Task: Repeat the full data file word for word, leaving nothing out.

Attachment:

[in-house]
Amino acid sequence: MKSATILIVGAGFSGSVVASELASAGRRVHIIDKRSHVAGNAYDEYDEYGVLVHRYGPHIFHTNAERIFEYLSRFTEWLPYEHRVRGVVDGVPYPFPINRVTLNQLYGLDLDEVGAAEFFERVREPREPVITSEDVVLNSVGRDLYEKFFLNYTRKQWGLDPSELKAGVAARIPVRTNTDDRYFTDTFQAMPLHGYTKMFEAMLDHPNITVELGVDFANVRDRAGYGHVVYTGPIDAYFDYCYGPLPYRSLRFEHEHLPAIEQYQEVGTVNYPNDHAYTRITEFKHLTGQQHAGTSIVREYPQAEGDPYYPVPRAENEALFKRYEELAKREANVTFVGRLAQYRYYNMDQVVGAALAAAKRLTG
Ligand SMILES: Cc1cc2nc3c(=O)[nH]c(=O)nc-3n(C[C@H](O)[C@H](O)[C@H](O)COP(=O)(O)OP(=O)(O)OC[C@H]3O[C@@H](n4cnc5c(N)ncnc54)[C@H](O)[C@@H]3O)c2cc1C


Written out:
[in-house]
Amino acid sequence: MKSATILIVGAGFSGSVVASELASAGRRVHIIDKRSHVAGNAYDEYDEYGVLVHRYGPHIFHTNAERIFEYLSRFTEWLPYEHRVRGVVDGVPYPFPINRVTLNQLYGLDLDEVGAAEFFERVREPREPVITSEDVVLNSVGRDLYEKFFLNYTRKQWGLDPSELKAGVAARIPVRTNTDDRYFTDTFQAMPLHGYTKMFEAMLDHPNITVELGVDFANVRDRAGYGHVVYTGPIDAYFDYCYGPLPYRSLRFEHEHLPAIEQYQEVGTVNYPNDHAYTRITEFKHLTGQQHAGTSIVREYPQAEGDPYYPVPRAENEALFKRYEELAKREANVTFVGRLAQYRYYNMDQVVGAALAAAKRLTG
Ligand SMILES: Cc1cc2nc3c(=O)[nH]c(=O)nc-3n(C[C@H](O)[C@H](O)[C@H](O)COP(=O)(O)OP(=O)(O)OC[C@H]3O[C@@H](n4cnc5c(N)ncnc54)[C@H](O)[C@@H]3O)c2cc1C